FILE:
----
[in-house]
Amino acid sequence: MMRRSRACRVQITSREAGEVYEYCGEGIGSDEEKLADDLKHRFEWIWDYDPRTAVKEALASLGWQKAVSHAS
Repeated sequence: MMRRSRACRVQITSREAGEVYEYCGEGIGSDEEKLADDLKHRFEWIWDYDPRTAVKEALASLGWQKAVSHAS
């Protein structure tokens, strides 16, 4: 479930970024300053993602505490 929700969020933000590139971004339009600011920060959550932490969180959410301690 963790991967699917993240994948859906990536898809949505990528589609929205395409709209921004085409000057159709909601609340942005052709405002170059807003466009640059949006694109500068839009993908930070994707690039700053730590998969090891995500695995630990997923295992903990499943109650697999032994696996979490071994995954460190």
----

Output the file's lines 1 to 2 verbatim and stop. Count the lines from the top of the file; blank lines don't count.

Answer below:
[in-house]
Amino acid sequence: MMRRSRACRVQITSREAGEVYEYCGEGIGSDEEKLADDLKHRFEWIWDYDPRTAVKEALASLGWQKAVSHAS